Three to five years down the road, you’ve signed a few contracts, hired more staff and your business has started to grow roots.
One of the challenges success brings is managing the increased staff. Adding staff creates a more formal environment, work processes are more cumbersome and internal controls are more complex. You will now need to manage employee relations and performance issues not to mention some of the ‘old friendships’ that may have been affected. This is all in addition to continuing to manage and grow your business.
But what exactly is human resources and why should you care?
Human Resources is the management of all things related to your employees, from the leadership of staff to the organizational structure that supports your company.
You should care because effective HR management reduces the risks associated with the various compliance issues that all organizations face. Compliance with governing legislation and best practices are paramount in ensuring your human resource practices are effective and your costs stay low.
The following 5 areas should be at the top of any small business’ human resources to-do list.
With growth comes the hiring of more staff. Employees who have grown with the company typically do not have the skills to effectively recruit and eventually resort to doing what they think is best, such as hiring their friends or friends of friends. Although the elements of recruiting are rudimentary, having an inexperienced employee hire staff not only puts the organization at risk, it also sends a poor message to candidates. Recruiting should be thought of not only as a need to hire but also an opportunity to sell and market your organization.
One of the most important aspects of effective recruiting is compliance with guiding legislation. To avoid costly fines and improve efficiency, it is important that staff who are conducting the hiring be aware of what appropriate topics of discussion are in an interview. It is also important for them to be skilled and to avoid getting involved in what, at the time, could have been perceived as casual conversation, only later to find out that it was ‘off limits’ and is now a cause for concern from the potential candidate.
Legislative compliance is not the only aspect of effective recruiting. It is also important for your internal process to be transparent to existing staff. In other words, create an environment where they are aware of what is going on and where they can be part of the process, as appropriate. For example, you can supplement your external recruiting with an internal posting process. This would mean posting opportunities internally and creating an internal procedure for handling those who have expressed interest or alternatively have recommended a candidate.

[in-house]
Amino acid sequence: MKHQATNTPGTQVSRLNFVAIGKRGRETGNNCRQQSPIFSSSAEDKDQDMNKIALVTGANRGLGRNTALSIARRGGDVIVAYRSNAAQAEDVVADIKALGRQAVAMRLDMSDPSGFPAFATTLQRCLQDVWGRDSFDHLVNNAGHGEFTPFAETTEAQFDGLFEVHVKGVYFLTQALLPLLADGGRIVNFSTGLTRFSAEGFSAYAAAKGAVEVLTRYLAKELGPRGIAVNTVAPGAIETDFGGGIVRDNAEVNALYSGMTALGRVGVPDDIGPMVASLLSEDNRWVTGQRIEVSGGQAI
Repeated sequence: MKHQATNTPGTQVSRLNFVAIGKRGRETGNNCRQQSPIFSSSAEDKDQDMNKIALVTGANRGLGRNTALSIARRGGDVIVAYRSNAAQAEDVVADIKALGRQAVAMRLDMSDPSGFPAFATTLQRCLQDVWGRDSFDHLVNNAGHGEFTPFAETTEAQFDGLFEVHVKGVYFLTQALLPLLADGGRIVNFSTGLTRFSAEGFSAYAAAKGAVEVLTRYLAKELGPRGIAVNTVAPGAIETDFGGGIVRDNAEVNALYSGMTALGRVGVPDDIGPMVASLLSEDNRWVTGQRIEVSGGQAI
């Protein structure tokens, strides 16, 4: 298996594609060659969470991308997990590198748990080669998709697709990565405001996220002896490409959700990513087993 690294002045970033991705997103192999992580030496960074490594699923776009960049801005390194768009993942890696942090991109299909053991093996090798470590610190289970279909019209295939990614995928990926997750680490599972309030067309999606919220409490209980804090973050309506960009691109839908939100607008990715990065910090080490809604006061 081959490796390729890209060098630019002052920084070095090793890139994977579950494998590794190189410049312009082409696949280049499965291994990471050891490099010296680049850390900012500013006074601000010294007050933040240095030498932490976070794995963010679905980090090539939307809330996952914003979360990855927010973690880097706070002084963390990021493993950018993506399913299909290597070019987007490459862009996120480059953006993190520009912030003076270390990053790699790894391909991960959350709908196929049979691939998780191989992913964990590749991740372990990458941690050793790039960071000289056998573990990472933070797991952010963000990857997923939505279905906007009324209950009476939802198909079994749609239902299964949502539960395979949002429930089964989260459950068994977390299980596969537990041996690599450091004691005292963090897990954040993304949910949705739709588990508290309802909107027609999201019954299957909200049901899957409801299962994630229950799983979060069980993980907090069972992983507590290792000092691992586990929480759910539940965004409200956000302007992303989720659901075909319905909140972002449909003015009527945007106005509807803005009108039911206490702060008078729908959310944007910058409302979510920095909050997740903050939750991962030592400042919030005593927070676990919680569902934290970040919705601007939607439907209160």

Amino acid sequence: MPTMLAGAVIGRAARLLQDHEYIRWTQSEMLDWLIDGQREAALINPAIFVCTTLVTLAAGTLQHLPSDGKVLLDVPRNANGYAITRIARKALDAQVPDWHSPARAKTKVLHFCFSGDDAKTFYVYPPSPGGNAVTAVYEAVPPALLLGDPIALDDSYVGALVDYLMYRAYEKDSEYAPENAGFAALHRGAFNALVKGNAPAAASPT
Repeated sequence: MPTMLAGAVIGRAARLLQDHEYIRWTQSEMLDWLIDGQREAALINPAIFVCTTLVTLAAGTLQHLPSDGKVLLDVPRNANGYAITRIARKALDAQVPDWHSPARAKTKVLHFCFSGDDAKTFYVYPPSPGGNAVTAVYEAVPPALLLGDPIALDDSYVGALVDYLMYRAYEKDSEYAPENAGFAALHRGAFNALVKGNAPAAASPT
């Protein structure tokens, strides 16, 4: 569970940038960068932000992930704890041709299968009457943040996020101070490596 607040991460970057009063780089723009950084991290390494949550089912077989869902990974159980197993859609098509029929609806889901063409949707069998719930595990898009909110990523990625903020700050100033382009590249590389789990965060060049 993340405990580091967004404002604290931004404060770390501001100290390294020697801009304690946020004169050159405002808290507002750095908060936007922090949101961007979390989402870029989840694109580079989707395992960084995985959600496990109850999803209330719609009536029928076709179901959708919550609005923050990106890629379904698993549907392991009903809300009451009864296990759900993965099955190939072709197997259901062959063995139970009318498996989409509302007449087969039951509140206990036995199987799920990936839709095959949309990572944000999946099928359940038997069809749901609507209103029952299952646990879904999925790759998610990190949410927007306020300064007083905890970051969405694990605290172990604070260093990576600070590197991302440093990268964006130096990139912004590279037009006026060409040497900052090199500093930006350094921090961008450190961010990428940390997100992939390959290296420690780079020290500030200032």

Finally, understanding the information you receive during an interview to see how it compares to the needs and requirements of your vacancy will require practice. Understanding this piece will help you find the ideal fit for your company and avoid hiring just to ‘fill the job’.
- Policies and Procedures
Policies and procedures help to determine the culture of your organization. It is a way of explaining the rules to your staff. Some may perceive this as being restrictive. However, if done well and with an eye on the culture and demographics of your organization, it can be effective in ensuring consistency and clarity throughout the organization. Once the guidelines have been set, downtime usually associated with these matters will decrease, allowing your managers to focus on growing the business and not on nagging internal issues.
When creating your policies, in addition to ensuring legislative compliance, it is necessary to look at what your competitors are doing as well as what the best practices are in your industry. Keep in mind that compliance to legislation usually means you are doing the minimum required by law. Depending on your business and the demand for staff in your sector, you may need to adjust your policies accordingly.